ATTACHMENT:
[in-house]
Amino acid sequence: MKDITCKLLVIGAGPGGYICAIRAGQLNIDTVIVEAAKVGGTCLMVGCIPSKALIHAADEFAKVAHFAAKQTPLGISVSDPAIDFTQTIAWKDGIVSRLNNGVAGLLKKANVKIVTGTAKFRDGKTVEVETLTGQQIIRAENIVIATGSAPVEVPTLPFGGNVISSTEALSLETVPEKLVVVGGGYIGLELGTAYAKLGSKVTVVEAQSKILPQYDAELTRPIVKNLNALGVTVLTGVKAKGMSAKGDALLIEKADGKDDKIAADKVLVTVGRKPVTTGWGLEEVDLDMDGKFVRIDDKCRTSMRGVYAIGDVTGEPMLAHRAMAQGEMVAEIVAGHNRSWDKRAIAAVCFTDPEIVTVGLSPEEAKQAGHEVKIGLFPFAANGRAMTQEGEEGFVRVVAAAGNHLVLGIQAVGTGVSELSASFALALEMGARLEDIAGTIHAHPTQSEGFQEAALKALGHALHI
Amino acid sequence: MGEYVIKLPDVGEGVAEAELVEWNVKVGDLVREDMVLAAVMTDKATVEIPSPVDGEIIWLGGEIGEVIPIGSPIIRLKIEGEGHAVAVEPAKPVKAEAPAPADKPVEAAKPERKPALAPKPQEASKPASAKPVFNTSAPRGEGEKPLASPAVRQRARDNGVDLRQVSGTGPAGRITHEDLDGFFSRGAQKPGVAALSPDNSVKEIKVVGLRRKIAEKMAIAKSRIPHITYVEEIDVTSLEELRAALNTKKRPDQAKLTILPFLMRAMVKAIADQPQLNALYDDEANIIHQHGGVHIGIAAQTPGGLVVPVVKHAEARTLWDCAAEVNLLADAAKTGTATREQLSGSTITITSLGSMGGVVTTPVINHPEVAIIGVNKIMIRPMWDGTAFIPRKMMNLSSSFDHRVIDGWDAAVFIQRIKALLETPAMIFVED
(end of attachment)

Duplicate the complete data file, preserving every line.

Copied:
[in-house]
Amino acid sequence: MKDITCKLLVIGAGPGGYICAIRAGQLNIDTVIVEAAKVGGTCLMVGCIPSKALIHAADEFAKVAHFAAKQTPLGISVSDPAIDFTQTIAWKDGIVSRLNNGVAGLLKKANVKIVTGTAKFRDGKTVEVETLTGQQIIRAENIVIATGSAPVEVPTLPFGGNVISSTEALSLETVPEKLVVVGGGYIGLELGTAYAKLGSKVTVVEAQSKILPQYDAELTRPIVKNLNALGVTVLTGVKAKGMSAKGDALLIEKADGKDDKIAADKVLVTVGRKPVTTGWGLEEVDLDMDGKFVRIDDKCRTSMRGVYAIGDVTGEPMLAHRAMAQGEMVAEIVAGHNRSWDKRAIAAVCFTDPEIVTVGLSPEEAKQAGHEVKIGLFPFAANGRAMTQEGEEGFVRVVAAAGNHLVLGIQAVGTGVSELSASFALALEMGARLEDIAGTIHAHPTQSEGFQEAALKALGHALHI
Amino acid sequence: MGEYVIKLPDVGEGVAEAELVEWNVKVGDLVREDMVLAAVMTDKATVEIPSPVDGEIIWLGGEIGEVIPIGSPIIRLKIEGEGHAVAVEPAKPVKAEAPAPADKPVEAAKPERKPALAPKPQEASKPASAKPVFNTSAPRGEGEKPLASPAVRQRARDNGVDLRQVSGTGPAGRITHEDLDGFFSRGAQKPGVAALSPDNSVKEIKVVGLRRKIAEKMAIAKSRIPHITYVEEIDVTSLEELRAALNTKKRPDQAKLTILPFLMRAMVKAIADQPQLNALYDDEANIIHQHGGVHIGIAAQTPGGLVVPVVKHAEARTLWDCAAEVNLLADAAKTGTATREQLSGSTITITSLGSMGGVVTTPVINHPEVAIIGVNKIMIRPMWDGTAFIPRKMMNLSSSFDHRVIDGWDAAVFIQRIKALLETPAMIFVED